So last month we caught up with Lucy Sparrow and you might have read our latest interview with her here. We talked about her journey since the epic Cornershop installation in 2014 and looked forward to her latest show later in the year in LA.
It’s been a whirlwind for Lucy. Her particular brand of art, that of making well known items out of felt and wool and displaying them in an immersive way, is highly labour intensive. Yet she’s managed multiple shows including most recently a sell out replica Bodega in the meat-packing district of New York. It’s been a ride.
Making the Felt Magic
But with all this she’s needed to expand. Gone are the days when she could cut and sew alone in her living room. Now she has a more structured operation and there are people helping her to create the overwhelming volume it takes to put on an immersive ‘Cornershop’ type experience. Her latest project in LA for example is estimated to need between 35-40,000 individually hand crafted and sewn felt products.
What’s more, on each and every one Lucy hand finishes. She does what she calls the painting herself. That is, she will write the lettering and add any finishing touches to whichever item it is that is being created. The wording on a bottle of tomato ketchup for example or the edgings to the logo on a can of pepsi.
All this of course requires organisation and so Lucy invited us over to see her felt cave, the studio where all the magic happens. It’s a place which she’s needed to expand twice since moving there a couple of years ago, such is the need to produce the goods in this mini felt factory.
Farm Living and the Felt Cave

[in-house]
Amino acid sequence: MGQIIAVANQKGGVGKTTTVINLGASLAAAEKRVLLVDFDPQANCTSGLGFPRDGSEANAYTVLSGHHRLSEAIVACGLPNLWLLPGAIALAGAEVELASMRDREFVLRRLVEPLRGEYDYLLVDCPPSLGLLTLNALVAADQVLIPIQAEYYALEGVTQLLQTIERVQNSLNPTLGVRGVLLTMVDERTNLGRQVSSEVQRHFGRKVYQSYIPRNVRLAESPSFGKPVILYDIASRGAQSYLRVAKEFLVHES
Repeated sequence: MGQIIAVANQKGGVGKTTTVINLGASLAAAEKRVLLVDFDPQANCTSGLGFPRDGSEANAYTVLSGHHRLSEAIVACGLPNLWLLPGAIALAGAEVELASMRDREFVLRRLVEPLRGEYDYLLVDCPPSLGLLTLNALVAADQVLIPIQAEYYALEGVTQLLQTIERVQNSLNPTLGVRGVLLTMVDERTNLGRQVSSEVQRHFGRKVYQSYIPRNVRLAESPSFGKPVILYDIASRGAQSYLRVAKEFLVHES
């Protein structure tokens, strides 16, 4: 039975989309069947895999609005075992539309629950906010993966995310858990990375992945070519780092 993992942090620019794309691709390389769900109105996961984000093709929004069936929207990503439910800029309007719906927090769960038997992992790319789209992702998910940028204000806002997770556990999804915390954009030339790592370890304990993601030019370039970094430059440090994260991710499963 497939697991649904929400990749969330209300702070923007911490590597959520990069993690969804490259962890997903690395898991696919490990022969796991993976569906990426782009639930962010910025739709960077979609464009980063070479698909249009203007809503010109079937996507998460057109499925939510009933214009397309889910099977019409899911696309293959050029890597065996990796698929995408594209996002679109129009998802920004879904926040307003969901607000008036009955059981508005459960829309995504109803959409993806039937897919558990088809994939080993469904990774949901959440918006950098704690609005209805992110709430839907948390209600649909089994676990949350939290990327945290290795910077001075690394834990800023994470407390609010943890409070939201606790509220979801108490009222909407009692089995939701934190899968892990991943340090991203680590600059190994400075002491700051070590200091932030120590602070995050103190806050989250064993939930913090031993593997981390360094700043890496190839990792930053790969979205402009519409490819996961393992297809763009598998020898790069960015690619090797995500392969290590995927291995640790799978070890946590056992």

Nestled in the middle of the Cambridgeshire countryside on a farm near Saffron Walden. She has rented a couple of farmers outbuildings and converted them into a mini storage and cutting warehouse. It’s like a cool little den, inside it’s all felt, string and patterns but from the outside it’s like any other farmers yard. Muddy and accessed via a small stone path there is absolutely nothing to tell that on the inside an epic undertaking is now underway to potentially stock a Los Angeles replica supermarket two times over.
She also lives on the site. In a caravan just a few yards away she rolls out of bed at 7 and is working not long afterwards often well into the night. Her role is two-fold, during normal working hours she and a couple of her assistants will cut and pack the felt based designs Lucy has already put together. This will then be packed up and sent to a team of freelance seamstresses who put them all together before returning the goodies back to the cave, all made up and almost ready to go.
It’s in the evening when Lucy sets to work painting and adding the finishing touches on each and every piece. Now decamping back into the caravan, with a cup of tea and working her way through boxset after boxset of every imaginable Netflix show going, she sits and paints alongside Basil her cuddly banana with whom she travels everywhere and does everything.
Inspiring City Distractions
Picking me up from the station she arrives in a former ambulance, an investment which she felt was the ideal means of getting around. Except that being Lucy Sparrow she has changed the name of it to the ‘National Felt Service’ and then emblazoned on the side it says ‘Felt Aid Ambulance Service’. It’s quite a sight and certainly announces her arrival.